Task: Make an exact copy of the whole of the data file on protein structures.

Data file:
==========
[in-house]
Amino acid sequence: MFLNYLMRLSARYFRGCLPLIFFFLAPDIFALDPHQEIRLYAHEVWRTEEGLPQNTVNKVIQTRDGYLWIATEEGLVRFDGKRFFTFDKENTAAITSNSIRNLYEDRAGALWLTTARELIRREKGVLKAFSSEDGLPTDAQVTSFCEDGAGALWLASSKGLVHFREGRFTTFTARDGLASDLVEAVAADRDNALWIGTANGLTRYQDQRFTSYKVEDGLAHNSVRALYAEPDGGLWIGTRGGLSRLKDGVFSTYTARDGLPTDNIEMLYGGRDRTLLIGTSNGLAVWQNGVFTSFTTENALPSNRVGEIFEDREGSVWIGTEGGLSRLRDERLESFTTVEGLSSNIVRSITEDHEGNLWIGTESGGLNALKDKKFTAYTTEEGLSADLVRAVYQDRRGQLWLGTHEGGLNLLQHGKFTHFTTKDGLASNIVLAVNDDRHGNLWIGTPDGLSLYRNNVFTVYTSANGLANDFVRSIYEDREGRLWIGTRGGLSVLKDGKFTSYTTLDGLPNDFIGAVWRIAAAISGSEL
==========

[in-house]
Amino acid sequence: MFLNYLMRLSARYFRGCLPLIFFFLAPDIFALDPHQEIRLYAHEVWRTEEGLPQNTVNKVIQTRDGYLWIATEEGLVRFDGKRFFTFDKENTAAITSNSIRNLYEDRAGALWLTTARELIRREKGVLKAFSSEDGLPTDAQVTSFCEDGAGALWLASSKGLVHFREGRFTTFTARDGLASDLVEAVAADRDNALWIGTANGLTRYQDQRFTSYKVEDGLAHNSVRALYAEPDGGLWIGTRGGLSRLKDGVFSTYTARDGLPTDNIEMLYGGRDRTLLIGTSNGLAVWQNGVFTSFTTENALPSNRVGEIFEDREGSVWIGTEGGLSRLRDERLESFTTVEGLSSNIVRSITEDHEGNLWIGTESGGLNALKDKKFTAYTTEEGLSADLVRAVYQDRRGQLWLGTHEGGLNLLQHGKFTHFTTKDGLASNIVLAVNDDRHGNLWIGTPDGLSLYRNNVFTVYTSANGLANDFVRSIYEDREGRLWIGTRGGLSVLKDGKFTSYTTLDGLPNDFIGAVWRIAAAISGSEL